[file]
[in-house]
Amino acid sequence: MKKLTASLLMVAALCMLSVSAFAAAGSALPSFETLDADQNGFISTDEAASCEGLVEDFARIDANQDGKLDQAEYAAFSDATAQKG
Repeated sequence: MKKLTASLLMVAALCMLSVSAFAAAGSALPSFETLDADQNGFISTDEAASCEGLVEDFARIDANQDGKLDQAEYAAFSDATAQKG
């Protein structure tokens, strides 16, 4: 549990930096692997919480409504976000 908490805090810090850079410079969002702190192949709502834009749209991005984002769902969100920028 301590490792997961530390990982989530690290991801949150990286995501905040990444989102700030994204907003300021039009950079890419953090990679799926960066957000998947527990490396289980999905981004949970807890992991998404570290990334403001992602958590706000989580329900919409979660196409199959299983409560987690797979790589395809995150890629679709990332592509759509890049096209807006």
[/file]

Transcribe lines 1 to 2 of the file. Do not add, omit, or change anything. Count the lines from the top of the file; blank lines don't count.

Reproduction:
[in-house]
Amino acid sequence: MKKLTASLLMVAALCMLSVSAFAAAGSALPSFETLDADQNGFISTDEAASCEGLVEDFARIDANQDGKLDQAEYAAFSDATAQKG